The president will appear with a group of emergency responders, including firefighters and medics, who he says could lose their jobs if the budget cuts are allowed to take effect.
Obama will call on Republicans to accept a plan by Senate Democrats to raise more revenue by ending certain tax exemptions for wealthy individuals and corporations.
The Democratic plan would put off $85 billion in budget cuts which are due to take effect on March 1.
The budget cuts, known as the sequester, will be split evenly between domestic and military programs.
The White House says the sequester will harm the nation’s fragile economic recovery.
But Republicans are opposed to raising any more government revenue after reaching a deal with Democrats earlier this year to raise income-tax rates on wealthy Americans. That agreement postponed the original January 1 sequester deadline.
On February 9, 2013 the following was reported.
Obama urged the lawmakers in his weekly address Saturday to make “sensible changes” to entitlement programs and the tax code to reach the $4 trillion deficit reduction needed to stabilize the country’s economy.
The president said Congress has already cut the deficit by more than half with balanced spending cuts and higher tax rates for the wealthiest Americans. He encouraged the politicians to make similar cuts by the March deadline.
Watch President Obama’s weekly speech:
In the weekly Republican address, Senator Lisa Murkowski from the northern state of Alaska said the U.S. is entering an era of energy abundance. However, Murkowski said energy projects are too often held back “by burdensome regulations, delayed permits, and overzealous litigation.”
Watch weekly Republican address:
Speaking at the White House Tuesday, the president called on lawmakers to quickly pass a package of limited spending cuts and tax reforms until they can come up with a “smarter solution” to the nation’s debt problems.
Obama acknowledged that reaching agreement on a full budget may not happen before the March 1 deadline. But he cautioned against sweeping reductions.
“We can’t just cut our way to prosperity. Deep, indiscriminate cuts to things like education and training, energy and national security will cost us jobs and it will slow down our recovery. It’s not the right thing to do for the economy. It’s not the right thing for folks who are out there still looking for work. And the good news is this doesn’t have to happen,” he said.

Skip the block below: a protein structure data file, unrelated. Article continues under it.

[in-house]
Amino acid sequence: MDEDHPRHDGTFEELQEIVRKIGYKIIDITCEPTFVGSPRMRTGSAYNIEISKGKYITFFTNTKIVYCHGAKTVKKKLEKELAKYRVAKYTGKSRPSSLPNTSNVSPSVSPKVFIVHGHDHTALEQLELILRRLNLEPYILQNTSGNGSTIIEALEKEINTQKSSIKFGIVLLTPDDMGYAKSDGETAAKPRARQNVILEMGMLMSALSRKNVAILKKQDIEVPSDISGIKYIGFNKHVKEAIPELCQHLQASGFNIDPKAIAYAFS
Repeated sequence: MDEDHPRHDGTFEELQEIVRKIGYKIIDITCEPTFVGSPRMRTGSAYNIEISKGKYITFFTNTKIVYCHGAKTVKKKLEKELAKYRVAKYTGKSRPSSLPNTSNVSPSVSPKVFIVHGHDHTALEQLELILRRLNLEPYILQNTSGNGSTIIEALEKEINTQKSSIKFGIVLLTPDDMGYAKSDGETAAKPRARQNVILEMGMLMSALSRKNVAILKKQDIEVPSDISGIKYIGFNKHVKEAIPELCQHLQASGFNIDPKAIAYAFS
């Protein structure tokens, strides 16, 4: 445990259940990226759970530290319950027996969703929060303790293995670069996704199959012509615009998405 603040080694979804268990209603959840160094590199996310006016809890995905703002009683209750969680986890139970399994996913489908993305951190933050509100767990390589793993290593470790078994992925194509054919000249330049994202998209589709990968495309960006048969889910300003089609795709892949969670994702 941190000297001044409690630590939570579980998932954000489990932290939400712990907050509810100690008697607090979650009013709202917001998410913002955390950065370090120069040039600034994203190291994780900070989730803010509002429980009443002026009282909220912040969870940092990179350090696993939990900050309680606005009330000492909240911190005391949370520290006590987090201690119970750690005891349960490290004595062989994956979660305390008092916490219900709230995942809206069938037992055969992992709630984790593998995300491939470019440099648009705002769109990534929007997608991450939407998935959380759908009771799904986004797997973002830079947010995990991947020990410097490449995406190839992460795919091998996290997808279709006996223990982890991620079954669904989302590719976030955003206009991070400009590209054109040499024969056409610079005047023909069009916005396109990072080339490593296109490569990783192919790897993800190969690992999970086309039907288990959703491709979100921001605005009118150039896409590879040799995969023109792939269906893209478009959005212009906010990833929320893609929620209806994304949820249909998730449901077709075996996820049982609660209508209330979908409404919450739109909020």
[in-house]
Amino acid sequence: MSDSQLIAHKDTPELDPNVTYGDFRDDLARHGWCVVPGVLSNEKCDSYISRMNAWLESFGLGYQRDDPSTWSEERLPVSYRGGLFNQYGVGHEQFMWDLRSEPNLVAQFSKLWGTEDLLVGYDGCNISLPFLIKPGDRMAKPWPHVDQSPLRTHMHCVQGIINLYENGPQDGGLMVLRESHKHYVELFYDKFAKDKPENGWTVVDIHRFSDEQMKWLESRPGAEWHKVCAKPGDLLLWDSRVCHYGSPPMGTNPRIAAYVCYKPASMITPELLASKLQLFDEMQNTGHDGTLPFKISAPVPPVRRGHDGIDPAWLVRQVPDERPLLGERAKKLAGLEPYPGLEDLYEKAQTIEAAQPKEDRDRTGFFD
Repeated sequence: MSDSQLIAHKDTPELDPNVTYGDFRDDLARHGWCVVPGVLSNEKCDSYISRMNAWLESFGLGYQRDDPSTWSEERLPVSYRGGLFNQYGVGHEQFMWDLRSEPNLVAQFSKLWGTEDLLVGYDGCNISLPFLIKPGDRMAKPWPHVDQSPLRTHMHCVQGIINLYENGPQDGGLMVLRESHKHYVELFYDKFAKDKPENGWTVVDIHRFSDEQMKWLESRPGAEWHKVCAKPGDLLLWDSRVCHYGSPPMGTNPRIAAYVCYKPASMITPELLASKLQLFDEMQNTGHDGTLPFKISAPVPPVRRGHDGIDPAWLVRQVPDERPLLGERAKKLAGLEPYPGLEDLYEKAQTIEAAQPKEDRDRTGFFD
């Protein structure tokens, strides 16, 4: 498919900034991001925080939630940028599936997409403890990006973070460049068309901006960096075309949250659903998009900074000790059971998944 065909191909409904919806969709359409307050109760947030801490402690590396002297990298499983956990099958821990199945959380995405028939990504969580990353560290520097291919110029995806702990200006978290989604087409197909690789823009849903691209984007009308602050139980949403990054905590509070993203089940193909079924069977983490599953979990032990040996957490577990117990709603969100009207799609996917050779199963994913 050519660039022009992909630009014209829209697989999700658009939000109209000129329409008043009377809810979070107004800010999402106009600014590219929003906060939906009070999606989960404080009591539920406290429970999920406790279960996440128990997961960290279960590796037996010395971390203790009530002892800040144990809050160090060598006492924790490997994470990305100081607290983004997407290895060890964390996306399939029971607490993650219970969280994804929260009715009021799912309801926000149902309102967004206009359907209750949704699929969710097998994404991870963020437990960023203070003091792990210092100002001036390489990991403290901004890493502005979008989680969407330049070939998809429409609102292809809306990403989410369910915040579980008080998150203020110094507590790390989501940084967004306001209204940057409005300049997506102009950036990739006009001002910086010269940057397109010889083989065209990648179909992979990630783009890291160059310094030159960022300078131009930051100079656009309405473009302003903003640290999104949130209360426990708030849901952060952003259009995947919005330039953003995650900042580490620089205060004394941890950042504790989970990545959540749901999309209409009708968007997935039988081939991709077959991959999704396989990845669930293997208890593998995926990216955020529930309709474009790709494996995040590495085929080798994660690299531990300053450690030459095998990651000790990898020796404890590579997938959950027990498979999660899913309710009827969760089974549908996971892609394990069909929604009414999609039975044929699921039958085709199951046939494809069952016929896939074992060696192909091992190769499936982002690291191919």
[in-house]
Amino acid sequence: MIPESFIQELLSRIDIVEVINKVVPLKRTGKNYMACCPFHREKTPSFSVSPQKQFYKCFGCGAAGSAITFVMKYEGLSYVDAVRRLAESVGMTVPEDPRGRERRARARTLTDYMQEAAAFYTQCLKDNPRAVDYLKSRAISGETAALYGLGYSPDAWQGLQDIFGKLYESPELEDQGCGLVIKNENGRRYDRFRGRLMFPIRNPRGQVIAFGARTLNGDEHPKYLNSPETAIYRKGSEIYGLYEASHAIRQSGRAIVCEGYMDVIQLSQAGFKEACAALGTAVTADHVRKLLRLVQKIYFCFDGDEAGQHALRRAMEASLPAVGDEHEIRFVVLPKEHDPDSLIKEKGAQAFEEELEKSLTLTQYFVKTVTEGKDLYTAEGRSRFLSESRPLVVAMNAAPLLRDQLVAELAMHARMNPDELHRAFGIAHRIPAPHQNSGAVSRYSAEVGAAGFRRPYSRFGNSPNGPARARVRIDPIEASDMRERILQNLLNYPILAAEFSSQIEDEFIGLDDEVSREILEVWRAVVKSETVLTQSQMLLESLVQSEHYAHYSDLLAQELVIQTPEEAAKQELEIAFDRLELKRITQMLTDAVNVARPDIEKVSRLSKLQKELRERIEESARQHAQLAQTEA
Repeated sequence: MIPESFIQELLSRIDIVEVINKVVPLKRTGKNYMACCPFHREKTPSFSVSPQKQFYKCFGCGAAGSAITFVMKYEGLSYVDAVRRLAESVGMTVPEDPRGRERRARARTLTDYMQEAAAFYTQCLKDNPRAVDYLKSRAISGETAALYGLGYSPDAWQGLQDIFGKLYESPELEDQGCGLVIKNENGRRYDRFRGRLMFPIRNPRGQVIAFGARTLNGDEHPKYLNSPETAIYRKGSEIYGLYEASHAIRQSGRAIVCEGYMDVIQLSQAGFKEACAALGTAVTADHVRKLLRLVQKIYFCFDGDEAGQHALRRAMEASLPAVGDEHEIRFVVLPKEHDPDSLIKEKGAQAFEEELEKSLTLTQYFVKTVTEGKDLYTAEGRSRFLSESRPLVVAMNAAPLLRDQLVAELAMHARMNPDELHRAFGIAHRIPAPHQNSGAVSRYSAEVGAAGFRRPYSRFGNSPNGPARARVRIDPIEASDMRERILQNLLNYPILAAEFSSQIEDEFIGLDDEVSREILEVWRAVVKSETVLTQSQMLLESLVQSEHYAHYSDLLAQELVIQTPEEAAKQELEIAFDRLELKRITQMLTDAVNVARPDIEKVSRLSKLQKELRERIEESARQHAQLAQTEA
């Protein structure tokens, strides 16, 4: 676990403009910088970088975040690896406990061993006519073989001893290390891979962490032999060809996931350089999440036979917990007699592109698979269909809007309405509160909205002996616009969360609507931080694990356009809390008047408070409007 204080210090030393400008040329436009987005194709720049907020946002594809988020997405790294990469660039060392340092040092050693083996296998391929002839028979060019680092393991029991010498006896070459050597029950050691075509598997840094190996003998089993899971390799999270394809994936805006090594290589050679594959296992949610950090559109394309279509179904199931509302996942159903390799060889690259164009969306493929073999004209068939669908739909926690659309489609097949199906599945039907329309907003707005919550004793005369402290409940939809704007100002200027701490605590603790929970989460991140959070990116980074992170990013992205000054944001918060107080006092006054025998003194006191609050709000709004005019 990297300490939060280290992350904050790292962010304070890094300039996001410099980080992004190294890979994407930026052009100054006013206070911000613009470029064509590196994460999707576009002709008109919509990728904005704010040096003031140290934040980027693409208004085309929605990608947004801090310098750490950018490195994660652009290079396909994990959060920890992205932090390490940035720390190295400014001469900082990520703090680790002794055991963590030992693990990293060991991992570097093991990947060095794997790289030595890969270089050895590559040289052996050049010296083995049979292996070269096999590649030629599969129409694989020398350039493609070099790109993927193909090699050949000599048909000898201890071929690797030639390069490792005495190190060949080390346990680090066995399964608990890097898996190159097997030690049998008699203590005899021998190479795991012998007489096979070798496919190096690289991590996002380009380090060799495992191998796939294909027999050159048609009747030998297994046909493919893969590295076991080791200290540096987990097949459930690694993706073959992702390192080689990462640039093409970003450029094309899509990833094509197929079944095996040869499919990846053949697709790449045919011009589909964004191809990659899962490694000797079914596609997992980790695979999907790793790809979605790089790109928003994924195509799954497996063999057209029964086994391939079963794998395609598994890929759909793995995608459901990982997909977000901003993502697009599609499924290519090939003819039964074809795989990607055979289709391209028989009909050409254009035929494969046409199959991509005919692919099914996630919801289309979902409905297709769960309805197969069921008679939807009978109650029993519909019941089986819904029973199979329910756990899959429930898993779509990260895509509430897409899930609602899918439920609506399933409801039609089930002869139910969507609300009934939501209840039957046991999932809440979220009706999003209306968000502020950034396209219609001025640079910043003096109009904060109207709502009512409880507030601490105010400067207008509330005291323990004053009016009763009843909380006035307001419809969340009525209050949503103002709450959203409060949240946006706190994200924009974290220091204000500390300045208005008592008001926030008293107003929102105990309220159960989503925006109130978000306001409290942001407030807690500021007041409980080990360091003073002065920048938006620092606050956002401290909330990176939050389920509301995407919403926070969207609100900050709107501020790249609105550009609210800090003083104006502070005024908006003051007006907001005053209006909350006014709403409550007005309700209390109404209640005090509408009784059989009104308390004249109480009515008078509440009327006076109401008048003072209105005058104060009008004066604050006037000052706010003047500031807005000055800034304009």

The $1.2 trillion in cuts to domestic and defense programs are known as a “sequester.”
Republicans also are in favor of replacing the sequester, but say they disagree with Obama’s proposal for more tax increases. In a statement Tuesday, Senate Republican leader Mitch McConnell called on the president to lay out significant spending reforms now that Congress has acted on the tax issue. He warned that the “clock is ticking,” saying it is “time to get serious.”
Lawmakers established the automatic budget cuts in August 2011 as part of an agreement to raise the U.S. debt ceiling. The deal specified that the cuts would go into effect this past January if a special “supercommittee” failed to trim the deficit by an equal amount over a 10-year period.
The supercommittee failed, forcing Congress to act to delay the cuts, which coupled with automatic tax increases, were dubbed the “fiscal cliff.” But the lawmakers’ January 1 agreement, which raised tax rates on the wealthiest Americans, only postponed the cuts for two months.
Obama said there is no reason for thousands of jobs to be put in jeopardy just because lawmakers could not come together to eliminate tax loopholes or government programs that they agree need reform.
“Our economy right now is headed in the right direction, and it will stay that way as long as there aren’t any more self-inflicted wounds coming out of Washington,” said Obama.
A White House statement said “uncertainty around the sequester is already having a negative impact” on the nation’s economic growth.
Last week, the government reported the U.S. economy contracted unexpectedly in the final three months of last year, partly because of lower defense spending.